This might help a little bit: http://www.youtube.com/watch?v=a-zhUBPDitk


This monologue is the only thing that Lucky says in “Waiting for Godot.” The entire monologue is two sentences long and it is 700 words. This monologue is a crazy example of enjambment because there is not punctuation or grammar use in correct places. I’m not going to pretend that this monologue makes sense because it doesn’t and that is the point of it. Part of the purpose of this monologue is to reveal, in obscurest fashion, the utter absurdity of life. However, this monologue does have some profound meaning with in it though it can be interpreted in millions of ways.
Lucky is an abused slave to one of the other characters. This monologue begins with the questioning of God. In essence he says if there is a God then why do all of these things happen. He makes many obscure allusions to places like Oise, the Seine and Bresse. These places were have connections with World War II. "Waiting for Godot" questions the meaning of life. The existential/ absurdist thought of the play was some what common in contemporary writing of the time period after World War II. World War II forced many people to come to terms with death. It also made many question God and life because of the horrors of war and also the autrocities that Hitler committed. In addition, he constantly repeats the phrase “for reasons unknown” exemplifying the unpredictable world and how little we as humans know about it.

3 comments:

Lauren said...

Other than the topics of God and absurdity, what other topics/themes/allusions can you dissect from this monologue?

Christina D said...

"suffers like the divine Miranda" refers to the character Miranda in Shakespeare's "The Tempest". She is the beautiful (divine?) daughter of Prospero, and has been living as a castaway with him on an island.
"a result of the labours left unfinished crowned by the Acacacademy of Anthropopopometry of Essy in Possy of Testew and Cunard it is established beyond all doubt all other doubt than that which clings to the labours of men that as a result of the labours unfinished..." (it goes on like this for a dozen more lines or so) Besides for absurdity overall, the theme seems to be ridiculing academia and great tasks undertaken that are related to academia and studies, and how they're never finished. Also, Lucky is ridiculing the pomp and pretention is such "educated" men by dropping names (that i don't really recognize...) left and right in that section, and by trying to use the same big words, which Lucky ends up stuttering on.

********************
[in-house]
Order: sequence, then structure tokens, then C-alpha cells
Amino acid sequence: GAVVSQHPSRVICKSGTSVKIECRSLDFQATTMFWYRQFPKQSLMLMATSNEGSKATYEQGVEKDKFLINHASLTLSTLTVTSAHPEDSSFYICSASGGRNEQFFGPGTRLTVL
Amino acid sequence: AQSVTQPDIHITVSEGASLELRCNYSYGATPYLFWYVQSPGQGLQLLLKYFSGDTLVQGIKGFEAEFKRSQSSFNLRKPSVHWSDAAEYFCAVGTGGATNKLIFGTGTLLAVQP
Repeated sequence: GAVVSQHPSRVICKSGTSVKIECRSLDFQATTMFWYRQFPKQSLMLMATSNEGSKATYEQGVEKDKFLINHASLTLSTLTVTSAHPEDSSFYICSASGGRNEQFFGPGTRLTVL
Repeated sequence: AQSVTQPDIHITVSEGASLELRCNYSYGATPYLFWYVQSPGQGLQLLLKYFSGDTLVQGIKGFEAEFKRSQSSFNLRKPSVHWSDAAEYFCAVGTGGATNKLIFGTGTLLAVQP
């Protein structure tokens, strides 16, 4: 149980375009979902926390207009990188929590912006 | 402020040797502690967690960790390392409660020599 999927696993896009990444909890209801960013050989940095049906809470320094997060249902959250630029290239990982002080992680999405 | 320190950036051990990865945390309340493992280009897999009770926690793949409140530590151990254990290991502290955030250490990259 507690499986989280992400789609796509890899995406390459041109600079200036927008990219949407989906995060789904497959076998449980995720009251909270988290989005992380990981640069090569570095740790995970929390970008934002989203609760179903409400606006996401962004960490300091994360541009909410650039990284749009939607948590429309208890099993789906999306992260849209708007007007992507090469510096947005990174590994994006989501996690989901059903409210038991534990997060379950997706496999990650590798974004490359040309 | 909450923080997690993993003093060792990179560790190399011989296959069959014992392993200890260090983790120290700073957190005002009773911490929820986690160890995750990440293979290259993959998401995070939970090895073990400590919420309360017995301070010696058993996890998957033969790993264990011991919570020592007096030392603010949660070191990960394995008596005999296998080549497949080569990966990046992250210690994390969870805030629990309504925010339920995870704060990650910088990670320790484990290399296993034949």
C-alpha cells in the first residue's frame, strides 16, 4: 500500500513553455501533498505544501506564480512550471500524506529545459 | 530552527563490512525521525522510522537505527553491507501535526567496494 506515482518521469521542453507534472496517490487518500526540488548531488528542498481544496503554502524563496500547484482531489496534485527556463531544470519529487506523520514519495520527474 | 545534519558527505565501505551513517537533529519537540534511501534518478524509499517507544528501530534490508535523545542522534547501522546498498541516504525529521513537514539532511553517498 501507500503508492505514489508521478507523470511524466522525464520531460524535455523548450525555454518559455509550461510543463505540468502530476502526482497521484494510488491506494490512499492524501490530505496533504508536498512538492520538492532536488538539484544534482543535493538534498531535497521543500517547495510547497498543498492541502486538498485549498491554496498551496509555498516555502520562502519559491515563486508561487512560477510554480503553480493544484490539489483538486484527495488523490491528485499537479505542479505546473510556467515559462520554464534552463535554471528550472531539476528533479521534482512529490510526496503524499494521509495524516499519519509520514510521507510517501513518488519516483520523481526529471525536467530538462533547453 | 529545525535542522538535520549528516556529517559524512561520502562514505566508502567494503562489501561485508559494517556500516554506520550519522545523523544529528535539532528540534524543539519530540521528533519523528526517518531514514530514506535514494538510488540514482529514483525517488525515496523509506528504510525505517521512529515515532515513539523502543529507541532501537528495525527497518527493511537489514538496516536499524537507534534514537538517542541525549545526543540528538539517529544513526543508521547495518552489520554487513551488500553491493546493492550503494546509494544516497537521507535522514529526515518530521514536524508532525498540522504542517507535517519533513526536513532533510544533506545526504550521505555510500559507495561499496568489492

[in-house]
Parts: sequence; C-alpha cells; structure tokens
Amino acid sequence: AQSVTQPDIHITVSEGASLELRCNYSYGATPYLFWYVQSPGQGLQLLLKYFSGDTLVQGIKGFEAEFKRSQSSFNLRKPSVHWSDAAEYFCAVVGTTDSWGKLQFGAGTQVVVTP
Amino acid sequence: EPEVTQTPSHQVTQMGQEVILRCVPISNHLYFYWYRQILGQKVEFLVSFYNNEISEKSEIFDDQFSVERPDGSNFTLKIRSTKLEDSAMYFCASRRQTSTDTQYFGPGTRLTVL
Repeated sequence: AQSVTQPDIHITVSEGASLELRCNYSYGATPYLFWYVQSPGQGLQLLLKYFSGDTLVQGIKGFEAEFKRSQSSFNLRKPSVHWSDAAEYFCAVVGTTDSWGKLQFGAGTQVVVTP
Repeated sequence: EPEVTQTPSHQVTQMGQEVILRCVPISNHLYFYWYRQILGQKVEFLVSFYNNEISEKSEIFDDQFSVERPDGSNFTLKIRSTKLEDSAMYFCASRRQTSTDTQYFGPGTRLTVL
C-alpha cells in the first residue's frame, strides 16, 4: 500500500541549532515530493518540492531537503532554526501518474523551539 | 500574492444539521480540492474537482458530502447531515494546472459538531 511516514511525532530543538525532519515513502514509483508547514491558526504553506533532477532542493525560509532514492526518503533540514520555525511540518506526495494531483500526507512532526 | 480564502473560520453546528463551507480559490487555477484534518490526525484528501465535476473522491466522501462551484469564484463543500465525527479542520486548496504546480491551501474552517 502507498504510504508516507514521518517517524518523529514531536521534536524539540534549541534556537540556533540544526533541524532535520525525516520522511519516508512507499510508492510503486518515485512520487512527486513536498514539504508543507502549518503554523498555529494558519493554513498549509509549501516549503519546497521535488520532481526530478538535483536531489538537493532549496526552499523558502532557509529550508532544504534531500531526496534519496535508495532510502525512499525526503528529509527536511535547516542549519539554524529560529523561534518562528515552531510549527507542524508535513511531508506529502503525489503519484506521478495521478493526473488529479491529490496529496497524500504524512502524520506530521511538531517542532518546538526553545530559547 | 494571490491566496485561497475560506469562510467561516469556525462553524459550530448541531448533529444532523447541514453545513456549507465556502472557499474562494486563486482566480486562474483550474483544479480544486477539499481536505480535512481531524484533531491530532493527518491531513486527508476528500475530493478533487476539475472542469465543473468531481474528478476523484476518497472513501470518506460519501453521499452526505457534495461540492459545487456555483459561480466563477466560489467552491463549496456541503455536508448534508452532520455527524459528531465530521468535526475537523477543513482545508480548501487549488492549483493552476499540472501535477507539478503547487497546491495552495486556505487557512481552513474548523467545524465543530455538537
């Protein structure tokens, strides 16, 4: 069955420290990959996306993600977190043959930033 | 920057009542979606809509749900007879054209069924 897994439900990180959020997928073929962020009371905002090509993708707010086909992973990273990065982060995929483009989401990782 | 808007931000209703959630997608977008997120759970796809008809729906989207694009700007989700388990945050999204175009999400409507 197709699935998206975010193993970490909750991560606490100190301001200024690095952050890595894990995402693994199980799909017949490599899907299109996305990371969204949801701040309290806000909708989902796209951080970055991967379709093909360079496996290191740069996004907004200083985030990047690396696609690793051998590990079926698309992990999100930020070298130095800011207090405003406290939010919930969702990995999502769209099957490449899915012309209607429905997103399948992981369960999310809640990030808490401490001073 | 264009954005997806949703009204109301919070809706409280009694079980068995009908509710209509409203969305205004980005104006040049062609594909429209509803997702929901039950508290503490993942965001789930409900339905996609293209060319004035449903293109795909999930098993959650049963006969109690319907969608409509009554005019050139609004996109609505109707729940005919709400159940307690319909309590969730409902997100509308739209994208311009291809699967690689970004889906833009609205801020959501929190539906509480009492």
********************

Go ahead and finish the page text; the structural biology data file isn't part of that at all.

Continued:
"..In the year of their lord six hundred something the air the earth the sea the earth abode of stones in the great deep the great cold on sea an' land and in the air..." This particular piece of this monologue isn't mocking God exactly, but more the language and phrasing of preachers and bibles. But Lucky says "the year of THEIR Lord six hundred something", which shows his general separation from the free "religious" people who say "in the year of our Lord" (also hinting at mocking pretension)
I was also wondering whether the extensive list of activities/sports was just referencing "gentlemen's sports" or something....

Lauren said...

I interpreted the extensive list of sport/activities as just the absurdity of the meaningless activities that people part take in. This juxtaposes with the serious topics that Lucky talks about in his monologue like life, death and religion. These things all have real meaning but aren't addressed frequently where as the things that many people dwell on meaningless things like their sports/ activities.